Deutsche Funkturm and Droniq use drone to digitally scan Berlin's landmark Television Tower

Berlin, 13 November 2019 – Deutsche Funkturm, the owner of Berlin's Television Tower, and Droniq, the drone airspace integrator, had a drone fly pre-programmed spirals around one of Berlin's main tourist attractions, and symbol of both the city and Germany, to collect data for a detailed 3D model. Deutsche Funkturm is using this pilot project to test new, innovative means to survey and maintain its portfolio of radio sites, including radio towers, masts, rooftop sites, and Germany's tallest antenna carrier, Berlin's Television Tower. Droniq ensured that the flight went smoothly, procuring the necessary approvals and drawing up a safety concept for the drone mission. Berlin's Television Tower is one of the most complex radio sites in Germany, both technically as well as concerning the laws that need to be complied with.

From 0 to 410 metres in only a few minutes – an easy job for a drone. Equipped with a special camera system, the H520 multicopter from Yuneec weighing 2kg flew spirals around the Tower. The drone covered a distance of 50 kilometres over three hours to complete the scan. The drone only interrupted its flight briefly for battery changes before continuing on its preprogramed route. Finally, the filming of the Tower was completed and a complete scan of the structure and the antennas on top was in the bag. A precise digital 3D model can now be created using the images shot and the data collected – a model accurate down to a few centimetres.

Digitisation of the planning and maintenance of radio sites
The Tower is equipped with 200 antennas for numerous services and is one of the most complex radio sites in Germany, playing a vital role in the media landscape. With a height of 368 metres, it is exposed to extreme meteorological conditions. All this means that Deutsche Funkturm, as owner of the Tower, is confronted with many challenges as regards the maintenance of the building and the operation of the radio facilities. "Our sites play a vital role in digitisation in Germany and we intend to exploit the opportunities offered by digitisation more and more to operate our infrastructure more efficiently," said Bruno Jacobfeuerborn, CEO of Deutsche Funkturm. Until now, the maintenance of the company's 30,000 radio towers, masts and rooftop sites has been time-consuming and often had to be carried out by climbing specialists. "We made the conscious decision to pick Berlin's Television Tower for the pilot project. It posed the maximum technical and legal challenges. The images and measurement data provided by the drone will give us detailed information on the building's structural state and help us in the planning of new facilities, such as 5G," explained Martin Bouchard, Chief Operating Officer of Deutsche Funkturm.

Droniq took on the challenges for the approval for the flight
Berlin's Television Tower, which recently celebrated its 50th anniversary, posed major challenges for the team at Droniq. Operating a drone in Germany involves complying with a host of rules and regulations. In Germany, drone flights over sensitive infrastructure, such as railways, motorways and nature reserves, as well as over populated areas require the approval of the competent aeronautical 2/3 authority of the German Federal State affected. Berlin's Television Tower proved to be the pinnacle in this regard – not only is it located in the middle of a city, but also in a restricted area (ED-R 146) centred on the Reichstag, home to the German government. Within this restricted area with a radius of 3 nautical miles (approximately 5.5 km), drone flights are normally prohibited. In addition, the entire city of Berlin is located in controlled airspace subject to air traffic control which begins on the ground. "The conditions for a drone flight in Germany could hardly be more difficult, especially as we planned to fly up to a height of 400 metres," said Jan-Eric Putze, Droniq's CEO. Despite these hurdles, Droniq, which is a joint venture between the German air navigation service provider (DFS) and Deutsche Telekom, made it possible. In only three months, Droniq had procured the approvals from the competent aeronautical authority, the German Federal Supervisory Authority for Air Navigation Services (BAF) as well as an air traffic control clearance. The German Federal Police and the police force of the German Federal State affected were also involved. "Droniq made this flight possible within a time period acceptable to all. The work was ground-breaking on many levels," stressed Ralph Schepp, Droniq's Chief Operating Officer.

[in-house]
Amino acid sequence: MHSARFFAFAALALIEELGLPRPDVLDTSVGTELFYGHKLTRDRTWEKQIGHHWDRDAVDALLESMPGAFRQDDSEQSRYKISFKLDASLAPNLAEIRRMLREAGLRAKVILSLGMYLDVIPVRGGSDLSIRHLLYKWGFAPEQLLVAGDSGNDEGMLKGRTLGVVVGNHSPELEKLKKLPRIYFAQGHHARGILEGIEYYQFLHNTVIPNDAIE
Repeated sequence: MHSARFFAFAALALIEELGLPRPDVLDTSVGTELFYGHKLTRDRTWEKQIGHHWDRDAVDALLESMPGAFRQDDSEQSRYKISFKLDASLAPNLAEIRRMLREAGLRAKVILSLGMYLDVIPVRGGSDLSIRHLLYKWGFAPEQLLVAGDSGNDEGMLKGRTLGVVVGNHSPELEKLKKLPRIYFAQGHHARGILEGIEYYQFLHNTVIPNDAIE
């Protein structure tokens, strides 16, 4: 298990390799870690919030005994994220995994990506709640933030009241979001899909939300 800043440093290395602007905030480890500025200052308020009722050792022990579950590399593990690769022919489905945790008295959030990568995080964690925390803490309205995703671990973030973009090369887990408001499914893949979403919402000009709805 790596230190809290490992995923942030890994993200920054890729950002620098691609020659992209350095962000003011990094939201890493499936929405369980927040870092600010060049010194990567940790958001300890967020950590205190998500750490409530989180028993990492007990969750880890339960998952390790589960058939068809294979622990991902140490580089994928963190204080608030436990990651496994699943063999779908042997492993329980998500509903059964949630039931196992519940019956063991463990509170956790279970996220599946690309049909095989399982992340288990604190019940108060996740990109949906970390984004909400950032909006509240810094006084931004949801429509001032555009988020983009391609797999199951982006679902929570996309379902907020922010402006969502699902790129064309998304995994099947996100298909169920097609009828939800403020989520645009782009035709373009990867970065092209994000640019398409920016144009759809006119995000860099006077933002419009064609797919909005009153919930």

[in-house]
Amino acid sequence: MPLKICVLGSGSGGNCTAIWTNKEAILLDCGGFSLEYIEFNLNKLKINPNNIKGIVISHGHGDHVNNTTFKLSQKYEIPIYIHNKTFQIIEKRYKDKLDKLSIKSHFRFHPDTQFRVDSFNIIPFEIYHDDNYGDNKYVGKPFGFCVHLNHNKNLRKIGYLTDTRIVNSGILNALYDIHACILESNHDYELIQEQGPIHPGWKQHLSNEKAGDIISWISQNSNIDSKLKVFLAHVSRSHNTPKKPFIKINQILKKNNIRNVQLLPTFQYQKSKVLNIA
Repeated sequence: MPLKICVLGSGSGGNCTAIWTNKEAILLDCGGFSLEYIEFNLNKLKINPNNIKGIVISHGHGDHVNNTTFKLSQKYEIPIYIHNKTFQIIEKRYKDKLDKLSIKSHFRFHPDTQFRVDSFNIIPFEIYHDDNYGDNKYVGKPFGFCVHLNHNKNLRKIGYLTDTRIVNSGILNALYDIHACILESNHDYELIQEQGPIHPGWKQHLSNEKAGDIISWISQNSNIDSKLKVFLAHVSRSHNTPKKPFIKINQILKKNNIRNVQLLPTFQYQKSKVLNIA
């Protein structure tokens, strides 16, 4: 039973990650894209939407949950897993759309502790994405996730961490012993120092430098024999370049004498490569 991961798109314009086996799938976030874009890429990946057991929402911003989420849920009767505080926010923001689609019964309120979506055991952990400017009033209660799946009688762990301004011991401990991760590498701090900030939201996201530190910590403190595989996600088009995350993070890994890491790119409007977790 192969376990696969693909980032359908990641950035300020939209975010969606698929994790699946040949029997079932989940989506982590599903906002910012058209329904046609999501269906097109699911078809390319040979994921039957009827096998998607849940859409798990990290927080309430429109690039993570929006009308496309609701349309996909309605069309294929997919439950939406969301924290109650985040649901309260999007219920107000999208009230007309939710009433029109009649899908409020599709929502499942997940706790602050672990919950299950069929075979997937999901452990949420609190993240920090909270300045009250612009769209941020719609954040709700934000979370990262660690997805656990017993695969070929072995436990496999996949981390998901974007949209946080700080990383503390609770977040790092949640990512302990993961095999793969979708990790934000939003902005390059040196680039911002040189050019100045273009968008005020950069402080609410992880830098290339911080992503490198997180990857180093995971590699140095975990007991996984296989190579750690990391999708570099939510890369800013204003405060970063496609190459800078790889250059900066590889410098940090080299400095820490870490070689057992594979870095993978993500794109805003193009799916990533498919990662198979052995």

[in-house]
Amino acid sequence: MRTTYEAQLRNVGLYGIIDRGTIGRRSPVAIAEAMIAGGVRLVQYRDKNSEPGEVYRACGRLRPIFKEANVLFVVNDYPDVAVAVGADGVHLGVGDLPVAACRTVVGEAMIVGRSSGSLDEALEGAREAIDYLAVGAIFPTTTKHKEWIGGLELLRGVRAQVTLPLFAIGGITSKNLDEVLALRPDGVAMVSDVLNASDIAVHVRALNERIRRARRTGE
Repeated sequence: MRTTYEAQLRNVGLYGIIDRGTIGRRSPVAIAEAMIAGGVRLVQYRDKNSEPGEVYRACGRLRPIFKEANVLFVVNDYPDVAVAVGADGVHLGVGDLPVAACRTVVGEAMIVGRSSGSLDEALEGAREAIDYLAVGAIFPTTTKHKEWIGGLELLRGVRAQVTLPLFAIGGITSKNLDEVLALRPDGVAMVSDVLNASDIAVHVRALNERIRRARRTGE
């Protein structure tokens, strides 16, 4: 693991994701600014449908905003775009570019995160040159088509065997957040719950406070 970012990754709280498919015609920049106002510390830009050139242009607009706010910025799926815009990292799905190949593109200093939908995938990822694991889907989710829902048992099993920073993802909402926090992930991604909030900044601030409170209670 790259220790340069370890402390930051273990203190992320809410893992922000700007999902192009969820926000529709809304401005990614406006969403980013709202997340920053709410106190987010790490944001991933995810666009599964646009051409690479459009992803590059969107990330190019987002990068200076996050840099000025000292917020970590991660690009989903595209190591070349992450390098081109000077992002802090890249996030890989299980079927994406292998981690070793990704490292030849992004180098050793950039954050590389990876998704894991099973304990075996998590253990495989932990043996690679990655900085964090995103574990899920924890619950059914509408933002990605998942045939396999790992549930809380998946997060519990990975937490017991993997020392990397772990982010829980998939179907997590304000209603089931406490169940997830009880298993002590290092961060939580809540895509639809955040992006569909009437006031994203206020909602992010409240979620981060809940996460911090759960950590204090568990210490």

Digitisation of maintenance and approvals
Droniq provided the authorities with 50 pages of information to obtain the approval for the drone flight – an enormous formal effort as regards time and expenditure. This is the driving force behind the company's push for a digital solution. Droniq is working with its parent companies on a traffic management system for drones, or unmanned aircraft systems (UAS) as they are formally known. This UAS traffic management system (or UTM) will allow drones to be safely integrated into airspace. Drones are equipped with an LTE module that has an integrated SIM card. This means they can be tracked using the mobile communications network. The UTM system also offers an automated approval workflow for drone missions. The competent authorities can digitally process and approve applications for drone flights. "We offer a fast and digital solution that is fit for purpose for the approval of drone flights and we plan on implementing this together with the competent bodies," stressed Putze.